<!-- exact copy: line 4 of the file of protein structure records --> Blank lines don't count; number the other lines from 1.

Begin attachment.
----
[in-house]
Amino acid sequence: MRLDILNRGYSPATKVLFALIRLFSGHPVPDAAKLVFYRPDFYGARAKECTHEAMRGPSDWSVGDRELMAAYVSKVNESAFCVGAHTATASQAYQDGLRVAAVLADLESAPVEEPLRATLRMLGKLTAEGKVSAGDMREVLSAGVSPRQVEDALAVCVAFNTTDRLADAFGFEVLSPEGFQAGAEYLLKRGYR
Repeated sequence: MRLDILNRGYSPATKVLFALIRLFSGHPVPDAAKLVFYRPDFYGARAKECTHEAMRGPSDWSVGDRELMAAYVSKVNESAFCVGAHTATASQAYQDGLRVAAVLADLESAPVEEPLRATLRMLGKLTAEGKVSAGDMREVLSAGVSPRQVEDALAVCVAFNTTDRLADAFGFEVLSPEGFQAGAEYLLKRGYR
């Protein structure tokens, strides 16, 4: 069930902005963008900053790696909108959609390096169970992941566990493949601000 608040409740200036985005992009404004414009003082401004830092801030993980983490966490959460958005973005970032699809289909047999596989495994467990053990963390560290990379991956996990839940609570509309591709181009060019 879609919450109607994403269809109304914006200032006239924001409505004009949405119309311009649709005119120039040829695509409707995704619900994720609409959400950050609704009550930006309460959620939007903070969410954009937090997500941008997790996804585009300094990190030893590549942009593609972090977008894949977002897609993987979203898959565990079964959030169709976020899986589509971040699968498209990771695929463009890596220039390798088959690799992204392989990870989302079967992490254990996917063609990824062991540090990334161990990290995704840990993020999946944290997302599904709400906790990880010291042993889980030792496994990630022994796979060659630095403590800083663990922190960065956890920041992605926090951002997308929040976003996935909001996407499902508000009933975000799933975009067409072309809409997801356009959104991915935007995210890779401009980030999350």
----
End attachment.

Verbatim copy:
């Protein structure tokens, strides 16, 4: 069930902005963008900053790696909108959609390096169970992941566990493949601000 608040409740200036985005992009404004414009003082401004830092801030993980983490966490959460958005973005970032699809289909047999596989495994467990053990963390560290990379991956996990839940609570509309591709181009060019 879609919450109607994403269809109304914006200032006239924001409505004009949405119309311009649709005119120039040829695509409707995704619900994720609409959400950050609704009550930006309460959620939007903070969410954009937090997500941008997790996804585009300094990190030893590549942009593609972090977008894949977002897609993987979203898959565990079964959030169709976020899986589509971040699968498209990771695929463009890596220039390798088959690799992204392989990870989302079967992490254990996917063609990824062991540090990334161990990290995704840990993020999946944290997302599904709400906790990880010291042993889980030792496994990630022994796979060659630095403590800083663990922190960065956890920041992605926090951002997308929040976003996935909001996407499902508000009933975000799933975009067409072309809409997801356009959104991915935007995210890779401009980030999350």